New research showing that it may be possible to control the mechanism that leads to the rapid build-up of the proteins which are a key hallmark of Alzheimer’s disease has been given a cautious welcome..
The study of amyloid plaques, published in the journal Nature Physics, was conducted by Cambridge University researchers.
Dr James Pickett, head of research at the Alzheimer’s Society, said of the findings: “Reducing the build-up of amyloid plaques in the brain, the hallmark of Alzheimer’s disease, is a key focus of several current clinical trials.
“However, there is an ongoing debate among scientists about which step in the process of amyloid plaque formation should be the target for drug treatments.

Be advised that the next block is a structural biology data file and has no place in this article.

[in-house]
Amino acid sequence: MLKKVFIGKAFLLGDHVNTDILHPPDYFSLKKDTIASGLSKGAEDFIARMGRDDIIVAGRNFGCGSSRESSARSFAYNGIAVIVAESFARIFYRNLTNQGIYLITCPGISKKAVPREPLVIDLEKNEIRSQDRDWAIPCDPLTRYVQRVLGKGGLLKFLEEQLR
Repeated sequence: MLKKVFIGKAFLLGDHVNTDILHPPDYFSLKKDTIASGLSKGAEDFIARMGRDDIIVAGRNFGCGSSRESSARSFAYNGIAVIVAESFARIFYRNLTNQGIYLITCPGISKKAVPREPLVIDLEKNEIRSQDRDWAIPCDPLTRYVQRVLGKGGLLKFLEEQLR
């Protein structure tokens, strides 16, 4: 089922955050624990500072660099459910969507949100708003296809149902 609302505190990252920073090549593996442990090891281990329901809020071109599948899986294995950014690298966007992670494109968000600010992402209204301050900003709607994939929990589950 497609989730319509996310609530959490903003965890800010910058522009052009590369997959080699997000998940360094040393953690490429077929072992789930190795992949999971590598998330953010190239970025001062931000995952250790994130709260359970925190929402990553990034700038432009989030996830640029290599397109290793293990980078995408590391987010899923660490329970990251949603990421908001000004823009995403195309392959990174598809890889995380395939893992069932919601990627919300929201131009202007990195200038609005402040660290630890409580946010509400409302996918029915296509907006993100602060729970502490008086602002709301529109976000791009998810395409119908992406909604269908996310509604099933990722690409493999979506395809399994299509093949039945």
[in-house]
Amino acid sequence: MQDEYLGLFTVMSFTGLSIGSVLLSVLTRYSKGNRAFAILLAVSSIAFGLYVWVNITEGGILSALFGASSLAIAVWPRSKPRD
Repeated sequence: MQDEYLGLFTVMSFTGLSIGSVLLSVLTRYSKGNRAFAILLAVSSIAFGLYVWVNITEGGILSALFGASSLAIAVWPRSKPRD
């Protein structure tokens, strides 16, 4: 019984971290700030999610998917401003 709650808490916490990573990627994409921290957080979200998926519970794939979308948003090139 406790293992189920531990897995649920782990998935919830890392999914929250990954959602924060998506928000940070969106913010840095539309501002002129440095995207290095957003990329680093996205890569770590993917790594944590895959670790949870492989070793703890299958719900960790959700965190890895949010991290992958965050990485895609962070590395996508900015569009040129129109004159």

“The study brings more useful evidence to these discussions by using computer modelling to examine the interactions between amyloid proteins and predict what is happening in the brain of a person with Alzheimer’s when plaques are formed.
“The next step is for these predictions to be tested in living cells so that the information can usefully help in the design of more effective treatments to target amyloid.”